2021. Maybe things are judged as great in their depth and significance. Everything happened this year and we were here, feeling all of it, wide awake, with authenticity, honesty and the courage to continue to show up with faith, hope and love. And as we know Paul says, the greatest of these is love.

So, now. Was it a great year?

It was the greatest.

A Season Of With

I’ve been reading the book of Hebrews lately, and really loving every moment. There is a distinct possibility there is more in my Bible in my own handwriting than from the author of this letter, whoever that is. It doesn’t start like a letter, but it ends like one – there’s even a celebration that Timothy is now out of prison and greeting from the Christians in Italy.

Hebrews has everything anybody would ever want from a book in this vast beautiful library of books we call the Holy Bible; doctrine, instruction, history, even very personal touches. What I could do is pluck a verse from anywhere and talk about it for a few paragraphs here, but the one I am choosing is in chapter 10, verses 24 and 25, with Christmas on my mind.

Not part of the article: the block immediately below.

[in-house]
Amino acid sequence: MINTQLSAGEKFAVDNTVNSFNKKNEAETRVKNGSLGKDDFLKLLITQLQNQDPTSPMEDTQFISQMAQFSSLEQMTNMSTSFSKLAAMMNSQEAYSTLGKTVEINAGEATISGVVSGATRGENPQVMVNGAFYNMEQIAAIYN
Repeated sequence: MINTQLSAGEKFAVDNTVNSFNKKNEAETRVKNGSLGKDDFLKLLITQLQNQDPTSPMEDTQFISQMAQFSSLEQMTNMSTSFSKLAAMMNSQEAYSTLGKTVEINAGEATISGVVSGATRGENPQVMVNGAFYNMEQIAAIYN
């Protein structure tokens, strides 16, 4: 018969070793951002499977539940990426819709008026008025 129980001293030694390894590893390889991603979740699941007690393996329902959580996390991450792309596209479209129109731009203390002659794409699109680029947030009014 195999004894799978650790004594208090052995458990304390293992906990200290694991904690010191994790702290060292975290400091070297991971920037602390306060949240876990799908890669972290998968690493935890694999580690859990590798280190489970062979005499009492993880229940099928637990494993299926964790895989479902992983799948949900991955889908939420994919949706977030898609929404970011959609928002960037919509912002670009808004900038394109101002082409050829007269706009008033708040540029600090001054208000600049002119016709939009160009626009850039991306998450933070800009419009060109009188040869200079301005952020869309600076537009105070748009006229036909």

This has been a long year of variants and political warfare, loss, disconnect, and division. Last year, we hoped the mood would pass with the year, full of hope that the new 2021 calendar would be new, fresh, peaceful. Now we know the only thing that changed was the calendar.

So now what? You know that is my favorite question, said with wide eyes and anticipation. I don’t throw my hands up and sigh, “now what?” I lean in and feel the energy crack and hum. The answer can and will set our course. The posture we take can and will decide our future. Do we think 2022 is, again, just a digit of difference, or is it a whole new world? Can it, can we, be transformed? Is January 1 just an extension of December 31, 2022 just 2021 part 2, 2020 part 3, or can it actually be the beginning of an original story?

Hebrews 10:24-25: “Let us think of ways to motivate one another to acts of love and good works. And let us not neglect our meeting together, as some people do, but encourage one another, especially now that the day of his return is drawing near.”